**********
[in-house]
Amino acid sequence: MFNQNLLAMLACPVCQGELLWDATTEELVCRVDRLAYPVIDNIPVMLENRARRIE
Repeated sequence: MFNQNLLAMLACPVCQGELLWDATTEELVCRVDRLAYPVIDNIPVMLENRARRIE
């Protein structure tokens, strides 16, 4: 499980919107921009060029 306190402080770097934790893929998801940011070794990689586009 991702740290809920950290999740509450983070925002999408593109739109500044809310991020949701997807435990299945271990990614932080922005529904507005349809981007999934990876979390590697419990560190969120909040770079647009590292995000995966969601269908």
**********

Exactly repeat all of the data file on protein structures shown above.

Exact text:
[in-house]
Amino acid sequence: MFNQNLLAMLACPVCQGELLWDATTEELVCRVDRLAYPVIDNIPVMLENRARRIE
Repeated sequence: MFNQNLLAMLACPVCQGELLWDATTEELVCRVDRLAYPVIDNIPVMLENRARRIE
């Protein structure tokens, strides 16, 4: 499980919107921009060029 306190402080770097934790893929998801940011070794990689586009 991702740290809920950290999740509450983070925002999408593109739109500044809310991020949701997807435990299945271990990614932080922005529904507005349809981007999934990876979390590697419990560190969120909040770079647009590292995000995966969601269908």